The Harvard Business review brings a wonderful article by Ron Ashkenas where he touches on the topic of asking Questions. It appeals to me as it follows closely with our 10 Points of Management. He talks about asking questions about yourself (learning), ask questions about plans and projects (Goals), and asking questions about the organization (Process). Wonderful article that you really need to explore.
Also see if you are interested in one of Ron’s books about these important insights.
Tamara Erickson is speaking at the World Business Forum 2011 and has this thought provoking management topic.
The CEO blog summarizes her contribution as follows:
The 11-15 year old time period tends to influence the lifetime. We are influenced by the news, our parents, our national context, our religion etc. Because we share the same national/news context then people of the same age share a lot of commonality.
EG – people born from 1928-1945 saw the birthing of suburbs, increased availability of consumer goods, new technology. Exciting times (except for the start of the cold war) Their common characteristics is they are joiners, loyal to institutions and respect hierarchy and rules. They respect positional authority.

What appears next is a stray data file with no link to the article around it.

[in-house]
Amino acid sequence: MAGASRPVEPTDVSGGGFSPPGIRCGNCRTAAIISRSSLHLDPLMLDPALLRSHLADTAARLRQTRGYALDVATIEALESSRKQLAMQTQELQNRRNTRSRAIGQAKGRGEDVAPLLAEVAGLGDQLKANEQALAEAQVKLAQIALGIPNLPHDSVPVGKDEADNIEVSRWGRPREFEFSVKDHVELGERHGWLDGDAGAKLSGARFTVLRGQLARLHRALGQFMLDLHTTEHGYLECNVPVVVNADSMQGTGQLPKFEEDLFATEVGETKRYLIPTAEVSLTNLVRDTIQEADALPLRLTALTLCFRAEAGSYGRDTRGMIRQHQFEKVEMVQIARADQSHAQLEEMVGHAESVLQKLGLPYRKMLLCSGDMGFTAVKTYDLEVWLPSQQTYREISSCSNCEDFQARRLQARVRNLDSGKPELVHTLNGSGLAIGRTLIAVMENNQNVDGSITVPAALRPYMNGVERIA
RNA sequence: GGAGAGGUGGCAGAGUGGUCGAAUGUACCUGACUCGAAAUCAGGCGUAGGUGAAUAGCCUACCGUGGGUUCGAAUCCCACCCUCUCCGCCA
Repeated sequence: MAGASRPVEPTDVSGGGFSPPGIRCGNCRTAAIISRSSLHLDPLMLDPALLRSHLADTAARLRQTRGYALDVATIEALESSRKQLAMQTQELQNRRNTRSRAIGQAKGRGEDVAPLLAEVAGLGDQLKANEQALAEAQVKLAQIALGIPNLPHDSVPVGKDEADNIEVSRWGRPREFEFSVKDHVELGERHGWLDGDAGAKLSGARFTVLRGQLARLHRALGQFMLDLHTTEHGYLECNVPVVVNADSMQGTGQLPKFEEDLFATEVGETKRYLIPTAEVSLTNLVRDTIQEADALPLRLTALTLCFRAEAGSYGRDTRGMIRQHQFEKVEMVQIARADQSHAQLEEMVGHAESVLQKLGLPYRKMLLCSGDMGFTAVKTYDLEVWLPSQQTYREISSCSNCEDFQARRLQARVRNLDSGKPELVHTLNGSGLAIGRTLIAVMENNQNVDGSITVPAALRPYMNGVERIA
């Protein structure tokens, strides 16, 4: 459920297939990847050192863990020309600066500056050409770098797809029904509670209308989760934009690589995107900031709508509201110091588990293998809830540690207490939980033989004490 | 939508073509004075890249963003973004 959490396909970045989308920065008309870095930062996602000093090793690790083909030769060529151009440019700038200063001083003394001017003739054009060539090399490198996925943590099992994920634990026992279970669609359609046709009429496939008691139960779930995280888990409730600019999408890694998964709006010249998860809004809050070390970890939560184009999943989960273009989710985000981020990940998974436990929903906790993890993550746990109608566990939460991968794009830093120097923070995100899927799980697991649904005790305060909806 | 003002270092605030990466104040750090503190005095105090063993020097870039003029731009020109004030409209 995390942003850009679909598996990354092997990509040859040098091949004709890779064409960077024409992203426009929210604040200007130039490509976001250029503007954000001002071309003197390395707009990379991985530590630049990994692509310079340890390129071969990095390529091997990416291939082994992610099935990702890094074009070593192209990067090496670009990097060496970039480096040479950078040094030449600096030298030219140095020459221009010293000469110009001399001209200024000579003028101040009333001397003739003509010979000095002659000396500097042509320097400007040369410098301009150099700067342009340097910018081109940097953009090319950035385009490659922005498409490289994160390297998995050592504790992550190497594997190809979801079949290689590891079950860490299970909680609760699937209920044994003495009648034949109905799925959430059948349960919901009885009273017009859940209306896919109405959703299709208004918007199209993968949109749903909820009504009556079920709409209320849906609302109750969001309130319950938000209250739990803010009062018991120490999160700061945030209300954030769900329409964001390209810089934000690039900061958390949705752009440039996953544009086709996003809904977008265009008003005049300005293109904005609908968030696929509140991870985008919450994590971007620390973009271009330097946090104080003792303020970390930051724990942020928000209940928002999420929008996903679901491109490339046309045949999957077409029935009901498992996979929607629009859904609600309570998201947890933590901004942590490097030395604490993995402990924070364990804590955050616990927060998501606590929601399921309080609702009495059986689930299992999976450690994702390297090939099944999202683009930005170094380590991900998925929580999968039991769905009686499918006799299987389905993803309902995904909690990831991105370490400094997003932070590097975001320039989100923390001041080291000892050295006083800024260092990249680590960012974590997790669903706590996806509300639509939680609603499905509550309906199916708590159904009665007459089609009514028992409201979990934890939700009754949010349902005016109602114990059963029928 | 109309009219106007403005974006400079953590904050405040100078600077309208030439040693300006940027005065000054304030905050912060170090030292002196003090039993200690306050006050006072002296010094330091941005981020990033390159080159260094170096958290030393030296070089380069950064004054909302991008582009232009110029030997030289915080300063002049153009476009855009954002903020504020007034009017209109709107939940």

Next – the boomers. 1946-1960. They saw Vietnam, civil rights, womans lib, assassinations of Kennedy and King, protests. Watergate and Nixons’ resignation. They want to make a difference, they do not want to join. They worry that they will lose their spot if they slow down. Hard working/driven – staying on top of their game. Idealistic.
Gen X – 1961-1979 Troubled economy, layoffs, rising divorce rates, CNN and electronic games. The first Gulf war. Challenger blew up – a symbol of an institution that let people down. Less loyalty by companies – you are fired, not just laid off to be the first called back. Many women entering the workforce so latch key kids. Their conclusion was “look after yourself”. They like to feel that they have options “I am doing this today but…”. Parenting has everything to do with helping “my child”.
Gen Y – 1980-1995. Terrorism, Columbine. They see the world as unpredictable. This has not scared them – they want to live in the now. Shaped by digital technology – unconsciously competent. More spiritual. Family centric – they love their parents. They trust authority.
Understanding generational difference can help to understand other peoples’ view.